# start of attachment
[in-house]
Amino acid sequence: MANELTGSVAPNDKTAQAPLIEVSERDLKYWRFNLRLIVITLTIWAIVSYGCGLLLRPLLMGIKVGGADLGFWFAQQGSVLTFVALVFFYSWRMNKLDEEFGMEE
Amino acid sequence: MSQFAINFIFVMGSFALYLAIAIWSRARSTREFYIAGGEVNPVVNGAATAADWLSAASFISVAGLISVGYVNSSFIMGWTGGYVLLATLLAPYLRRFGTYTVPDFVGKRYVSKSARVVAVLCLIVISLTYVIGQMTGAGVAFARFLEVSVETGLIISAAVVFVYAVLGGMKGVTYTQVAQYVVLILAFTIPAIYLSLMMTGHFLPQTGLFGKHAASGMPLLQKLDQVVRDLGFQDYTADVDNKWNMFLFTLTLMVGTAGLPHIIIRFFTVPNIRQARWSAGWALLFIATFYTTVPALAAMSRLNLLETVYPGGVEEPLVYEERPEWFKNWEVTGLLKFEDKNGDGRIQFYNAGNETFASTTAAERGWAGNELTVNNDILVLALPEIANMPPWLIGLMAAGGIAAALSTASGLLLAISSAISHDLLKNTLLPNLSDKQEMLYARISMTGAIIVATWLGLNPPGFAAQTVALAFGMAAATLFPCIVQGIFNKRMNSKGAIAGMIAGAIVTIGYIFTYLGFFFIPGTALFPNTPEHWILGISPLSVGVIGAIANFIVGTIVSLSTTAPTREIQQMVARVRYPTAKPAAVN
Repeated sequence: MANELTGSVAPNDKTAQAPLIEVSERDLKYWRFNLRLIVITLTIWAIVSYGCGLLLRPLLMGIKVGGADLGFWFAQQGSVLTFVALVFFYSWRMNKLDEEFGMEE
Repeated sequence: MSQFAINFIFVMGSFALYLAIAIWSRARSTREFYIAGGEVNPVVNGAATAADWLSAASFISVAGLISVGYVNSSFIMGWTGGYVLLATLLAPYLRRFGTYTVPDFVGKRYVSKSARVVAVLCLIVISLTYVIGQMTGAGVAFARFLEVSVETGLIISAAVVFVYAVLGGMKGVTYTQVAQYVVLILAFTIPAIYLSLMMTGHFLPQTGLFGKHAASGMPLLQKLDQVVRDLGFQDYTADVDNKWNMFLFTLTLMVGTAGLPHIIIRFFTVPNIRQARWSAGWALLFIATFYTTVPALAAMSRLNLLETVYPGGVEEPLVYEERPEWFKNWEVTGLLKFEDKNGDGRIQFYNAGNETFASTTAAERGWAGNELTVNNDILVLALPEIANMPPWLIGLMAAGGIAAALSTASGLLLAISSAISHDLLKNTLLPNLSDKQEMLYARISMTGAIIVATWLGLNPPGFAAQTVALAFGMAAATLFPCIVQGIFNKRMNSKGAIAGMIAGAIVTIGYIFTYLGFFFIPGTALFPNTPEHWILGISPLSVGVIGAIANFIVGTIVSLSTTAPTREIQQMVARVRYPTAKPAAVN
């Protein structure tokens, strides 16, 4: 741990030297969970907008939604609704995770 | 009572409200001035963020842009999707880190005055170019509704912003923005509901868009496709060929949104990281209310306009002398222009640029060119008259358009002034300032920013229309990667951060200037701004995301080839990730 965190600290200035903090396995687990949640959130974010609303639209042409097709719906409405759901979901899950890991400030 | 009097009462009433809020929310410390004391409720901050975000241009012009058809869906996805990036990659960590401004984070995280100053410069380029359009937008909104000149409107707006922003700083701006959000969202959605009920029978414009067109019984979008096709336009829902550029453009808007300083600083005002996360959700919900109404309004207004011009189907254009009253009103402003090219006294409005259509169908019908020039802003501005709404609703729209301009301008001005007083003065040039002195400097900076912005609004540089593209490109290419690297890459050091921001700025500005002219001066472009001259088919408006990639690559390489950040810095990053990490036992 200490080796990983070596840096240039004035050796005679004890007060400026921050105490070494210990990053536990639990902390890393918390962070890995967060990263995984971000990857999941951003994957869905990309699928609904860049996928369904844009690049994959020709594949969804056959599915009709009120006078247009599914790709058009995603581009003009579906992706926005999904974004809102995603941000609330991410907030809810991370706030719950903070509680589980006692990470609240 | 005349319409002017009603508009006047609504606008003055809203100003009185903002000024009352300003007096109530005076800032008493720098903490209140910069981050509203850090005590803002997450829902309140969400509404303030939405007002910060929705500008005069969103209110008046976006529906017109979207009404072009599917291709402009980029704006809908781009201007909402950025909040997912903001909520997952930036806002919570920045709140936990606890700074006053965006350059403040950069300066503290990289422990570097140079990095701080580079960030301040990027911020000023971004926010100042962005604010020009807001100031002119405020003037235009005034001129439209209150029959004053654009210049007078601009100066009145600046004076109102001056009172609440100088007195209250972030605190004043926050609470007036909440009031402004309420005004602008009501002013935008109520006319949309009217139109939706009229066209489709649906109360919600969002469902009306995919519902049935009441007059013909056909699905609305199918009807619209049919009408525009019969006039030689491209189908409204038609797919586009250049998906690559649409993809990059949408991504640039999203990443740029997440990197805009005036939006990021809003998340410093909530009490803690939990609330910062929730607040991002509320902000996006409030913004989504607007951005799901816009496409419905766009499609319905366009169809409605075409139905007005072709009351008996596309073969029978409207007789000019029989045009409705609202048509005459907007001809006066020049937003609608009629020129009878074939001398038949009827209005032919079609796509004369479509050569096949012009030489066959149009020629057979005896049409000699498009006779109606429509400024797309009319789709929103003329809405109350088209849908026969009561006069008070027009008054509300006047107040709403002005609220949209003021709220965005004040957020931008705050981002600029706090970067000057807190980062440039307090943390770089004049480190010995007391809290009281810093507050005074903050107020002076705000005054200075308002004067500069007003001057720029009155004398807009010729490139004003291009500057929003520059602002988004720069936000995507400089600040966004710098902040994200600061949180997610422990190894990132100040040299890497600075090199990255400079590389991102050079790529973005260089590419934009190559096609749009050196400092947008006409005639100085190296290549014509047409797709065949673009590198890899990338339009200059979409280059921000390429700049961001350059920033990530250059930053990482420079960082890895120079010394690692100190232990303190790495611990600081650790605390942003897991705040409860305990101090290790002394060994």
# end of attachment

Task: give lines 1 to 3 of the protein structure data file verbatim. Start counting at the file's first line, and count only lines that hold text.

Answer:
[in-house]
Amino acid sequence: MANELTGSVAPNDKTAQAPLIEVSERDLKYWRFNLRLIVITLTIWAIVSYGCGLLLRPLLMGIKVGGADLGFWFAQQGSVLTFVALVFFYSWRMNKLDEEFGMEE
Amino acid sequence: MSQFAINFIFVMGSFALYLAIAIWSRARSTREFYIAGGEVNPVVNGAATAADWLSAASFISVAGLISVGYVNSSFIMGWTGGYVLLATLLAPYLRRFGTYTVPDFVGKRYVSKSARVVAVLCLIVISLTYVIGQMTGAGVAFARFLEVSVETGLIISAAVVFVYAVLGGMKGVTYTQVAQYVVLILAFTIPAIYLSLMMTGHFLPQTGLFGKHAASGMPLLQKLDQVVRDLGFQDYTADVDNKWNMFLFTLTLMVGTAGLPHIIIRFFTVPNIRQARWSAGWALLFIATFYTTVPALAAMSRLNLLETVYPGGVEEPLVYEERPEWFKNWEVTGLLKFEDKNGDGRIQFYNAGNETFASTTAAERGWAGNELTVNNDILVLALPEIANMPPWLIGLMAAGGIAAALSTASGLLLAISSAISHDLLKNTLLPNLSDKQEMLYARISMTGAIIVATWLGLNPPGFAAQTVALAFGMAAATLFPCIVQGIFNKRMNSKGAIAGMIAGAIVTIGYIFTYLGFFFIPGTALFPNTPEHWILGISPLSVGVIGAIANFIVGTIVSLSTTAPTREIQQMVARVRYPTAKPAAVN